While the use of a strong, stiff polymeric material such as PTFE to form the seal rings has been found effective to seal threaded pipe joints, it would be desrable to accomplish this objective without deformation of the pipe, reduction in the strength of pipe joint or damage to the pipe lining.
According to the present invention, an improved seal is accomplished by positioning a softer polymeric material in the recess behind the polymeric material contacting the threads. The seal ring comprises an inner ring of a polymeric material surrounded by an outer ring of a softer polymeric material when the seal ring is to be used in a recess in a female (box or coupling) pipe fitting. Similarly, the seal ring can comprise an outer ring of polymeric material combined with an inner ring of a softer polymeric material to form the seal ring when the seal ring is to be used in a recess in a male (pin) pipe fitting. Pipe joints may be sealed by the use of one or more seal rings according to the present invention.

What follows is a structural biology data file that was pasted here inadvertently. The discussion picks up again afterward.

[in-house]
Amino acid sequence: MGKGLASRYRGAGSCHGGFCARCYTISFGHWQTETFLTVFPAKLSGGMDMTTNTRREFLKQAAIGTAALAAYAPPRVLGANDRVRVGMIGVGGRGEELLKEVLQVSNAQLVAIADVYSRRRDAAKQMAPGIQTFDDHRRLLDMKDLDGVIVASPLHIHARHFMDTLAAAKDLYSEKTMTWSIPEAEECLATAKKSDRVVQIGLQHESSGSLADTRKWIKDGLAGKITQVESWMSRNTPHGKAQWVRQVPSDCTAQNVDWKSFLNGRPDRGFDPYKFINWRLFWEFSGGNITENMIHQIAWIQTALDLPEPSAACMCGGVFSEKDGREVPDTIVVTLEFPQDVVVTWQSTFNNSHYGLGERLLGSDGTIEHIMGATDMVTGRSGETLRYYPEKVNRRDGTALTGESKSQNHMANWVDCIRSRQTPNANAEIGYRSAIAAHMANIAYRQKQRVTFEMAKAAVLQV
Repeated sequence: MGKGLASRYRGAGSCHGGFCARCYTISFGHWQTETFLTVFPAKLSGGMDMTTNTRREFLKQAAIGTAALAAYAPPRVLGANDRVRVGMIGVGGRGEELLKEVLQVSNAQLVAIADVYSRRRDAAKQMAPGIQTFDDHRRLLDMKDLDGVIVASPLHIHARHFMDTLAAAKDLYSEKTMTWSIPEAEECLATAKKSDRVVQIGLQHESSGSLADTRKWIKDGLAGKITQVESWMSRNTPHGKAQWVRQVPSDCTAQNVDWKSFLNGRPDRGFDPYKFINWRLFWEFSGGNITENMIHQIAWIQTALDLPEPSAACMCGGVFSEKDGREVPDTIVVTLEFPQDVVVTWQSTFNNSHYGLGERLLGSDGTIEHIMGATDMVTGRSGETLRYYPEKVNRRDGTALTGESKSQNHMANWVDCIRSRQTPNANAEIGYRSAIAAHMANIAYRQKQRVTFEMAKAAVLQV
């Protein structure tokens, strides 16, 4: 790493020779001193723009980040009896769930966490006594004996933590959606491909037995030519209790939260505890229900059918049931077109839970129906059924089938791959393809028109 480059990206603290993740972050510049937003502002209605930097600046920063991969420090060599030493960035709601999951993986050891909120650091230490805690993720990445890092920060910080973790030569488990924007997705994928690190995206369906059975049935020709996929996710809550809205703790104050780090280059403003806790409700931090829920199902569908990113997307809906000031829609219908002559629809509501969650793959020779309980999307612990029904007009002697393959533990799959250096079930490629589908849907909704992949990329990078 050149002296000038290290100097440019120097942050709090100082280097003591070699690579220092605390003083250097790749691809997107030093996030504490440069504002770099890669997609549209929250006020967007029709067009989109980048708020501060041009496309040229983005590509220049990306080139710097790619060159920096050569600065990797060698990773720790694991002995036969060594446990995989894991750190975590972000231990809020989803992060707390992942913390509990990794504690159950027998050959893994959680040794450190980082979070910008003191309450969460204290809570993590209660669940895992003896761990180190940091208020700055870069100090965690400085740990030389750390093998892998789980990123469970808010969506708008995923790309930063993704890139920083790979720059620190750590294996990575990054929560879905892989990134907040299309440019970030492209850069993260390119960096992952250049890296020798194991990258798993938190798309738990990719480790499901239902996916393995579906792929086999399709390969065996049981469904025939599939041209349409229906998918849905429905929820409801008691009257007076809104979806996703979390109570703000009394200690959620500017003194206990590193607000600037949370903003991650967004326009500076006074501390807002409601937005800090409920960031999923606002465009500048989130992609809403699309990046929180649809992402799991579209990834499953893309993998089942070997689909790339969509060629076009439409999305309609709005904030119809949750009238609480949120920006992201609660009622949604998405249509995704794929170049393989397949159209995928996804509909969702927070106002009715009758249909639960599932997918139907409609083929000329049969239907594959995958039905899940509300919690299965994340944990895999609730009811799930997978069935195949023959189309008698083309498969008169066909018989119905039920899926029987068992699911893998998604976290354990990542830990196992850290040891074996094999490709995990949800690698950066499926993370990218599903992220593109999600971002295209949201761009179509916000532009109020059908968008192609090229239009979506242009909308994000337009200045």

FIG. 1 is a schematic diagram of a threaded pipe joint comprising two pipe sections and a pipe collar and including an embodiment of the present invention;
FIG. 2 shows an embodiment of the present invention wherein the male pipe threads and female pipe threads are formed as portions of pipe sections;
FIG. 3 shows a male pipe fitting, including an embodiment of the present invention; and
FIG. 4 shows a coupling, including an embodiment of the present invention.
In the discussion of the Figures, the same numbers will be used to refer the same or similar components throughout.